University launches global Indigenous Knowledge Institute
The University of Melbourne has announced that it will invest at least $6 million to launch an Indigenous Knowledge Institute for world-leading Aboriginal knowledge, research and education.
Making the announcement at the 2019 Garma Festival, Vice-Chancellor Duncan Maskell said he was committed to extending and deepening engagement between Indigenous communities and the University.
“One symbol of our strong commitment to partnership is our investment in an Indigenous Knowledge Institute at the University.
“The Institute will be a centre and gathering place for Aboriginal knowledge in all its forms. It will respect, celebrate and become a magnet for knowledge of other Indigenous First Nations people from around the world,” Professor Maskell said.
The main aims of the Institute are to support research and educational priorities that:
- Document, curate, preserve and disseminate Indigenous knowledge in partnership with Indigenous communities
- Recognise and respect Indigenous knowledge systems as living, dynamic and innovative, and to engage with them to address global and local challenges
- Create avenues to learn from and work with Indigenous knowledge systems and knowledge holders in ways that bring mutual scholarly, community and practical benefits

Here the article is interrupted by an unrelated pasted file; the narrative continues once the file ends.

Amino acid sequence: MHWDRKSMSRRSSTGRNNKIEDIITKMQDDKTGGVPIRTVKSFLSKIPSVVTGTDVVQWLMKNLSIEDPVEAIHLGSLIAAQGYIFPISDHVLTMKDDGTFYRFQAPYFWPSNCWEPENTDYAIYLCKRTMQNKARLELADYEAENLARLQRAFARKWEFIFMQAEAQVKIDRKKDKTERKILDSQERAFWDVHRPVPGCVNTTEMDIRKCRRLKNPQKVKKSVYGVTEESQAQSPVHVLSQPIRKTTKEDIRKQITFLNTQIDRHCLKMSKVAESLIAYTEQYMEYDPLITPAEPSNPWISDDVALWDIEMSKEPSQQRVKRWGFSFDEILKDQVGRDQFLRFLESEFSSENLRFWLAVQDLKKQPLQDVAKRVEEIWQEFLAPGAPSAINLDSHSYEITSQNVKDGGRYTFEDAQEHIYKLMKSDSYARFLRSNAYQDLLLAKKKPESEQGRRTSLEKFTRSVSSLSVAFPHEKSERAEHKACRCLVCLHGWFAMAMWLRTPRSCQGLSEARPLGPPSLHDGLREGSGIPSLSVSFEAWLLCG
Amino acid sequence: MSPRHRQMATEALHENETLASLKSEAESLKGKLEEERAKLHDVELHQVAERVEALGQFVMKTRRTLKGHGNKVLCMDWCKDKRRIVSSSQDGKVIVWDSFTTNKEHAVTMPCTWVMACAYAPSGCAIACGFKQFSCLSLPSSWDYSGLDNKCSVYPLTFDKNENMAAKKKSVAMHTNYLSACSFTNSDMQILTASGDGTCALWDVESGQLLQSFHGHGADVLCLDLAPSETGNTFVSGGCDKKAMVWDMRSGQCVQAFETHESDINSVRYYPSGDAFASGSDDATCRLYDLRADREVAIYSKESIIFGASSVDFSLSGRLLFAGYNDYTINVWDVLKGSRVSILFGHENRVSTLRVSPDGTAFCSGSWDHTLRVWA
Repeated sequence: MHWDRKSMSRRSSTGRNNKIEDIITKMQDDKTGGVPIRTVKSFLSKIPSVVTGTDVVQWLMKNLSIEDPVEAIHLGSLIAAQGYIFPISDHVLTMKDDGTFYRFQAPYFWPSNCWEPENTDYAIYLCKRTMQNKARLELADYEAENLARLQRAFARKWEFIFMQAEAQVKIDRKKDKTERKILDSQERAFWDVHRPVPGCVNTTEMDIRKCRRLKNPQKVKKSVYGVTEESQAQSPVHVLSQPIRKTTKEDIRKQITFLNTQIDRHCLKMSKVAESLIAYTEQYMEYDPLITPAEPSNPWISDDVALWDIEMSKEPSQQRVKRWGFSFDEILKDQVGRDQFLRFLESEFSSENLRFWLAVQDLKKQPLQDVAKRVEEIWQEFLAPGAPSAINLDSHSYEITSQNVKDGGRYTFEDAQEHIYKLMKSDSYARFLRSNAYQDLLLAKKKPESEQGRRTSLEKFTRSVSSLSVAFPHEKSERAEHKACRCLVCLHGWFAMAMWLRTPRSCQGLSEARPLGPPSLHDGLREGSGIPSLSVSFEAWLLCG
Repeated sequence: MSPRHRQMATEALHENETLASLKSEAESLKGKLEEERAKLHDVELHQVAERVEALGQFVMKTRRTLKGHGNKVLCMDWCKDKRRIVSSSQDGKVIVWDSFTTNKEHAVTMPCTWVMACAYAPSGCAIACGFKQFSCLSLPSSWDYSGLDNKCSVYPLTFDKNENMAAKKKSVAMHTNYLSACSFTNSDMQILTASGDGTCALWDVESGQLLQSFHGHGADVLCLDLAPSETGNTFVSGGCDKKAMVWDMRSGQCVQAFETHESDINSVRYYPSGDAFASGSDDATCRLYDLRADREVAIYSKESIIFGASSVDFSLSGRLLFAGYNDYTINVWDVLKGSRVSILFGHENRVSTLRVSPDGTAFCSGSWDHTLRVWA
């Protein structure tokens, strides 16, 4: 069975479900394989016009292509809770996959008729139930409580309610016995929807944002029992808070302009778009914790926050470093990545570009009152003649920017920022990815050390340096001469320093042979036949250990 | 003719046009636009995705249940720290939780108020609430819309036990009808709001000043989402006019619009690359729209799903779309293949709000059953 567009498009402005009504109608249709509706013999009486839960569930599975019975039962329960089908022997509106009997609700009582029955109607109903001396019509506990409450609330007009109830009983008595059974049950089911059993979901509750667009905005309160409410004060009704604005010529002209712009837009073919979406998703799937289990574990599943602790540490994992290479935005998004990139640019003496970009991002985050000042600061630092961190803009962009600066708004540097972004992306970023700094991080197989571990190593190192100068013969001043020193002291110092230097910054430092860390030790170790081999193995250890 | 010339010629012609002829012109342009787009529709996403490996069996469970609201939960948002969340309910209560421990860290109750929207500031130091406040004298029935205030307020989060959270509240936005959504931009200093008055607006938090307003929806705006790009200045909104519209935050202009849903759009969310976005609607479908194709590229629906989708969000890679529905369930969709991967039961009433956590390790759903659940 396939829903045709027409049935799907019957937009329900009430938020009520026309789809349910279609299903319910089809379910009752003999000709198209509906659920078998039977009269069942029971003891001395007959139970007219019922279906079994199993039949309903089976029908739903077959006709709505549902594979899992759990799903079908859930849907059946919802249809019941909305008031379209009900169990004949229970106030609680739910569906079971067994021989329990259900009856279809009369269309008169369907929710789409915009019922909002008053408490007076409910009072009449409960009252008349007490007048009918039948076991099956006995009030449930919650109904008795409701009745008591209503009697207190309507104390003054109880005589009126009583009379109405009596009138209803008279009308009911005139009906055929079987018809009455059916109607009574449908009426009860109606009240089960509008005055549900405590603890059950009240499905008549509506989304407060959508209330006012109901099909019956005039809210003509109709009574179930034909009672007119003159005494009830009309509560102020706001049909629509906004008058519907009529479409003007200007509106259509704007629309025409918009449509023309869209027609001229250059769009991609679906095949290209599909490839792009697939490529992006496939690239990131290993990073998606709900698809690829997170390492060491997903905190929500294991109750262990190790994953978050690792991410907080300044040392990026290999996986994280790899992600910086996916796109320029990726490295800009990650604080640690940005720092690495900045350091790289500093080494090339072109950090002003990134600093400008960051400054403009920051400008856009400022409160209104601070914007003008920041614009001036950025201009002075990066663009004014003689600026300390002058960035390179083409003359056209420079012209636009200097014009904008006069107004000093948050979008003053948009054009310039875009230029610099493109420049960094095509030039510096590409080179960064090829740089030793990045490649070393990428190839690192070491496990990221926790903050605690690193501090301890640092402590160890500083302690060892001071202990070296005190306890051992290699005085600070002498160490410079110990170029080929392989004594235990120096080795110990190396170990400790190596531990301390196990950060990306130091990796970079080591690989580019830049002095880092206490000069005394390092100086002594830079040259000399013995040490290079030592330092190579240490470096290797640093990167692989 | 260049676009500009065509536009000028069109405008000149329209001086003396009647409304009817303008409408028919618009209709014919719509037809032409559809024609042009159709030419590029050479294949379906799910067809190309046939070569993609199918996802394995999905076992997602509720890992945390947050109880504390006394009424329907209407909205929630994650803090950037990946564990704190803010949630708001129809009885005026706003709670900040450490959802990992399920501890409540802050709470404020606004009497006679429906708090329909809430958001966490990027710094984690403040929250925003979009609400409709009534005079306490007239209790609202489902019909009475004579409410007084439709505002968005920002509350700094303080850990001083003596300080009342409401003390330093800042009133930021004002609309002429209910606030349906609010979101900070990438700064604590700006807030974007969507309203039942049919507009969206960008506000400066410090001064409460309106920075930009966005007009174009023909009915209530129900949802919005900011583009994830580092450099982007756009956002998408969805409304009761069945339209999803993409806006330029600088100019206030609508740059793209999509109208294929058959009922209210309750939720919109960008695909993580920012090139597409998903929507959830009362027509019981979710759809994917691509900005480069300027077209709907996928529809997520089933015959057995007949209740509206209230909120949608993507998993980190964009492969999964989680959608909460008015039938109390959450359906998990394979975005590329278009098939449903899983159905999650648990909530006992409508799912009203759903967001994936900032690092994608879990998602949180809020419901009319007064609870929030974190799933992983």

Professor Maskell said the Institute would build on exciting work already taking place between University researchers and teachers and Indigenous communities across Australia. This includes work in language, arts and music, life sciences, engineering and design, health, data infrastructure and two-way learning initiatives.
“We will launch this initiative to preserve and restore Indigenous knowledge and support the wider teaching and understanding of cultures which are the oldest on earth, and have too long been neglected, ignored, or forgotten in our universities and society,” he said.
The University of Melbourne was a Principal Partner at the 2019 Garma Festival. The Festival’s theme was ‘Pathways to our future’ and this is significant for the University of Melbourne.
“The University is always looking to work in partnership with current and former students, businesses, communities and government. The Indigenous Knowledge Institute is one way we honour the commitment to this relationship,” Professor Maskell said.
The University’s Pro Vice-Chancellor (Indigenous) Professor Shaun Ewen said: “Only when Australian Indigenous knowledges, perspectives and experiences are centred at the University of Melbourne can it meaningfully recognise its place and begin to fulfil its aspiration to be a truly great Australian University for the world.”